Whenever I give lectures on my book on censorship – Whaddya mean you haven’t read it? Buy it here at a recession-beating price – I discuss the great issues of the wealthy to silence critics, the conflict between religion and freedom of thought and the determination of dictators to persecute dissenters. These themes have animated great philosophers. None more so, I continue, than Trey Parker and Matt Stone, the creators of South Park, who managed to get them all into one cartoon.
In a 2005, they broadcast an episode entitled Trapped in the Closet. The little boy Stan goes to one of the Scientologists’ personality testing centres. His “Thetan” levels are so high the Scientologists decide he must be the reincarnation of L Ron Hubbard, that herder of credulous souls who founded the sci-fi cult in the 1950s.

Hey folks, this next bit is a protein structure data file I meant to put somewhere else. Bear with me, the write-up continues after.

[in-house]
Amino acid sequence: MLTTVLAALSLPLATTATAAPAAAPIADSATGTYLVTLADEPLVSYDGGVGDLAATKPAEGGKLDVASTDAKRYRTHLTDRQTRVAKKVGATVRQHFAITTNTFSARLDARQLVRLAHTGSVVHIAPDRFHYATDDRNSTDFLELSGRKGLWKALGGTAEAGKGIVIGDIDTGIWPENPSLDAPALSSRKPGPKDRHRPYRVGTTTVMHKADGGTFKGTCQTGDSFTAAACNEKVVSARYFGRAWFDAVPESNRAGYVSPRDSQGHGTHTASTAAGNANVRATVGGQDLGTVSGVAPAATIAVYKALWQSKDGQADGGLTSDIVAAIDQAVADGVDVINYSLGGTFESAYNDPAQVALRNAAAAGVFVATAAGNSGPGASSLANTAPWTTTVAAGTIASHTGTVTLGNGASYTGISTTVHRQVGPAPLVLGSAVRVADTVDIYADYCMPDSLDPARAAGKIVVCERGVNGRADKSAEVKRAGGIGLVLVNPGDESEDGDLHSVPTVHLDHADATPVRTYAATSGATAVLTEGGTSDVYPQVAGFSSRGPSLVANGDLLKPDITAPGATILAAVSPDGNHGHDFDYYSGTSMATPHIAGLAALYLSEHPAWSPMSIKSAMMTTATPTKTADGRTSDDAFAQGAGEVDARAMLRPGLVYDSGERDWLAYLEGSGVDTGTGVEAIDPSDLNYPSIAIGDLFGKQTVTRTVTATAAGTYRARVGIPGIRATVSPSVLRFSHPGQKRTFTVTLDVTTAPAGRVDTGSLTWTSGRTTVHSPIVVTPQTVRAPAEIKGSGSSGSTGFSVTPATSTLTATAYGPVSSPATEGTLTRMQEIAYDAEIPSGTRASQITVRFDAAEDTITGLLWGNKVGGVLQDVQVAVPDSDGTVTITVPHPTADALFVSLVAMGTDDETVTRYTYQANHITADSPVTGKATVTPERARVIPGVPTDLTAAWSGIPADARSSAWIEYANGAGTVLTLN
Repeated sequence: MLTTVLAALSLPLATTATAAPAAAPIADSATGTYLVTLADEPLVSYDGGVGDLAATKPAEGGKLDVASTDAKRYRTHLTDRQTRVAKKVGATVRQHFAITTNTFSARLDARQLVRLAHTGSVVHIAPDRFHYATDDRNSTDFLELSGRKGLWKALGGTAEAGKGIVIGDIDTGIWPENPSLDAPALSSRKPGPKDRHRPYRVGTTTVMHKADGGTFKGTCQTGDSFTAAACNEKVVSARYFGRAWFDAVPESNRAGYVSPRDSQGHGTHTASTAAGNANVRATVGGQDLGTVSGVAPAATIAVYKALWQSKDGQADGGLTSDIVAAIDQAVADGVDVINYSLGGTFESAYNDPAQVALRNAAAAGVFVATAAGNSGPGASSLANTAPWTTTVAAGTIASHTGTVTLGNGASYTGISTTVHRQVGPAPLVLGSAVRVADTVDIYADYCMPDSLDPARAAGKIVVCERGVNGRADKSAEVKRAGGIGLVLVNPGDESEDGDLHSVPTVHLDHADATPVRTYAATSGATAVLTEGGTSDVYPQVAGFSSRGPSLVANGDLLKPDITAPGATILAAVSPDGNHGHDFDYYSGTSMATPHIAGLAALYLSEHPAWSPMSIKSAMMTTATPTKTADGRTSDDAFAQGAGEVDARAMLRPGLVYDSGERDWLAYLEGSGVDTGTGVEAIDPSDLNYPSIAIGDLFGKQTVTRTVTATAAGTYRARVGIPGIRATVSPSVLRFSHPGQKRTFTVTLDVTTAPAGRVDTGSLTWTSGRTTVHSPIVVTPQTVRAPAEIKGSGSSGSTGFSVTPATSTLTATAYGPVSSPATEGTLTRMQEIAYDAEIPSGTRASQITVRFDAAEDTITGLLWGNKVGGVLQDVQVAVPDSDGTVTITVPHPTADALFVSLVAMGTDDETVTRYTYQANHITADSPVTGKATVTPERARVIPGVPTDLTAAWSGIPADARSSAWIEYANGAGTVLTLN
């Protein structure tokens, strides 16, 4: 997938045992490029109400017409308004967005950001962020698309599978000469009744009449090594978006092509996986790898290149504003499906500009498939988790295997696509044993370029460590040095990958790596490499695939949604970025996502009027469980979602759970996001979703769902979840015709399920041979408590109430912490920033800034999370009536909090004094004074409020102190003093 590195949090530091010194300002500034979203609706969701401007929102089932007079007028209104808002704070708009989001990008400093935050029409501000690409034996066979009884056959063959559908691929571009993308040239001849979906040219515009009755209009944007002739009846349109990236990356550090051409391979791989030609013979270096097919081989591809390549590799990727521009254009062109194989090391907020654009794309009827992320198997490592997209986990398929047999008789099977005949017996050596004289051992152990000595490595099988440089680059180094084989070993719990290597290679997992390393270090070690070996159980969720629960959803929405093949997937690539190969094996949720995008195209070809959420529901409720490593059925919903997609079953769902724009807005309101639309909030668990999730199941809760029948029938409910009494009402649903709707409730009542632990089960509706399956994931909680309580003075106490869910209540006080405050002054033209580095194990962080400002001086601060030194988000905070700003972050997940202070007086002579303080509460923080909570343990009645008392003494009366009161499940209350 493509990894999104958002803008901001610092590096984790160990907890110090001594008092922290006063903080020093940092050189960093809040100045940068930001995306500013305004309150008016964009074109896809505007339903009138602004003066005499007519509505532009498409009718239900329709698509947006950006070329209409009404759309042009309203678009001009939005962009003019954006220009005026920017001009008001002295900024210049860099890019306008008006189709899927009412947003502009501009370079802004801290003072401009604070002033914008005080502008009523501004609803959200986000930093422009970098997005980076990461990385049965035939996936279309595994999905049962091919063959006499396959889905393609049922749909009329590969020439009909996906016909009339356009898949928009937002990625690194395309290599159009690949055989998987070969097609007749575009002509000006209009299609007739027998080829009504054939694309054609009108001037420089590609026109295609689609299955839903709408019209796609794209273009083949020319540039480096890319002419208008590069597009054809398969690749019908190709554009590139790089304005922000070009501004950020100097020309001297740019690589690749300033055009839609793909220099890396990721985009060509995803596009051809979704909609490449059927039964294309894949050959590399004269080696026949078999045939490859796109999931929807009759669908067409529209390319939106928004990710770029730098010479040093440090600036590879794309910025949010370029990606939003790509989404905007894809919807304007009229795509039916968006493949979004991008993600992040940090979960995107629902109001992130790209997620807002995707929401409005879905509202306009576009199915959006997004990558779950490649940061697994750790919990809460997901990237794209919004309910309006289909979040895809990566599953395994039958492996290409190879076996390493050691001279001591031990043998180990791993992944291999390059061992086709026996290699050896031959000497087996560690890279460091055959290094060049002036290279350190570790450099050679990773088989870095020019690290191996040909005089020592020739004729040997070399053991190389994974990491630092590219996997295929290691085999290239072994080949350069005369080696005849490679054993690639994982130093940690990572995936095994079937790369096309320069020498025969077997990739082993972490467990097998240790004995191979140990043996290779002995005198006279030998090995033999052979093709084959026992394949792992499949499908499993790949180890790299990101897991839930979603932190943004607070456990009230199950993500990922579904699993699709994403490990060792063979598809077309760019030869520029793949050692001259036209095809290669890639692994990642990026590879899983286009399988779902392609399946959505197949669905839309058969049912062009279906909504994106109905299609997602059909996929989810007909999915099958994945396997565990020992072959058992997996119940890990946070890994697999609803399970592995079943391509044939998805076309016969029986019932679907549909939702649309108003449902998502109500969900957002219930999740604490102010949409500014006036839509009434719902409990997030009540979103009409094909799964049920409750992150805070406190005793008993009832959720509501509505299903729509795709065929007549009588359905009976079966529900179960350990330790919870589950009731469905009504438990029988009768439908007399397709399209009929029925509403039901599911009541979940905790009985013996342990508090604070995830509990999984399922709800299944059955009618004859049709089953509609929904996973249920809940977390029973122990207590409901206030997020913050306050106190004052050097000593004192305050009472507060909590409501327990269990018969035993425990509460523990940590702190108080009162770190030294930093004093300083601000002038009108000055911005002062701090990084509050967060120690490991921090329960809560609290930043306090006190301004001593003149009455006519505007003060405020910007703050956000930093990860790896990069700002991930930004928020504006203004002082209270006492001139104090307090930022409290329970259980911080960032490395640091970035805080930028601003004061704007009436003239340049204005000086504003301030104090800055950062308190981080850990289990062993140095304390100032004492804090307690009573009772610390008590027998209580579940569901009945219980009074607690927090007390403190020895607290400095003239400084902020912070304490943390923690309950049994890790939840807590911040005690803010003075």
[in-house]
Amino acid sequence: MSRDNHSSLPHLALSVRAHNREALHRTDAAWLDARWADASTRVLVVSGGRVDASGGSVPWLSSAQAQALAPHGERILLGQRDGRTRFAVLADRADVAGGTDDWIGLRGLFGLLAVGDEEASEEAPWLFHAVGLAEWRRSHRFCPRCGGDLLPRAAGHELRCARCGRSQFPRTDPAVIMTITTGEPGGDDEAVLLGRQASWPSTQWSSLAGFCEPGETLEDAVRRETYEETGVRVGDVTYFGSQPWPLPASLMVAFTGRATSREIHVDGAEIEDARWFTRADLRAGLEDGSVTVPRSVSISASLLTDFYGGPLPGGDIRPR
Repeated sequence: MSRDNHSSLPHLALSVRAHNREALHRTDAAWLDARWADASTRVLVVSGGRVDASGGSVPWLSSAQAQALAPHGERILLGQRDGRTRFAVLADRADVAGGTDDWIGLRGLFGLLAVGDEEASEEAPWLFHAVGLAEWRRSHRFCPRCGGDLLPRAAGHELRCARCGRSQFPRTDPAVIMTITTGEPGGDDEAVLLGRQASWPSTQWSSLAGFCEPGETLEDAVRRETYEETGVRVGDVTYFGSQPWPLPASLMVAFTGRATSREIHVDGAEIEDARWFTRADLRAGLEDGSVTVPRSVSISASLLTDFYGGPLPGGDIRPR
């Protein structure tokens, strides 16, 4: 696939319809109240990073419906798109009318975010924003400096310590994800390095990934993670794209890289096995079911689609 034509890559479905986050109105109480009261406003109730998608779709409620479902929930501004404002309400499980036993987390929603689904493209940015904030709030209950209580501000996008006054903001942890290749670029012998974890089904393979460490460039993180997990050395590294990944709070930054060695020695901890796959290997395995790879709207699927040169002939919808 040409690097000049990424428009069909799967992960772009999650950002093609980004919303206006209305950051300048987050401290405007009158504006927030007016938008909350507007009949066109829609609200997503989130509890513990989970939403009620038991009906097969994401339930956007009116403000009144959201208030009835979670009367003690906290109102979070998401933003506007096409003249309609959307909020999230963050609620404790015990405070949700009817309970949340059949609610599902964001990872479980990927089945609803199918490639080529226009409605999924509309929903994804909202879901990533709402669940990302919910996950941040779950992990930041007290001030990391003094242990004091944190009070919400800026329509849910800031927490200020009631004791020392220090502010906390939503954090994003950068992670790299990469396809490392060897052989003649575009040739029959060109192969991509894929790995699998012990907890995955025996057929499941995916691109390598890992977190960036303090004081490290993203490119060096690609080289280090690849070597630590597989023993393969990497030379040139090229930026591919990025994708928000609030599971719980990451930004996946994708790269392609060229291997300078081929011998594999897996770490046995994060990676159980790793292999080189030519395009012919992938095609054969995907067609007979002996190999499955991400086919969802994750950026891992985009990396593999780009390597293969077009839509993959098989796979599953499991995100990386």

South Park’s writers have a lot of fun leaking the religion’s secrets. They explain that long, long ago, the evil alien emperor Xenu fills DC10s with people who were excess to his glactic empire’s requirements – quite how he got DC10s is not explained. He crashes them into the earth’s volcanoes. Once they were safely deposited in Vesuvius, Mount Etna and suchlike, Xenu nukes them. The souls of the unquiet dead now inhabit all of us. If you are fool enough to fall in with Scientologists, you will pay thousands of pounds to learn about the dastardly Xenu, then thousands more to “clear” the ill effects of being hit by an H-bomb.
Anyway, celebrity Scientologists John Travolta and Tom Cruise join the crowd on Stan’s lawn in South Park that has gathered to worship the messiah. When Stan tells Cruise he does not think he’s as good an actor as Leonardo DiCaprio or the guy who played Napoleon Dynamite but is “OK, I guess”, the despairing Cruise buries his face in his hands.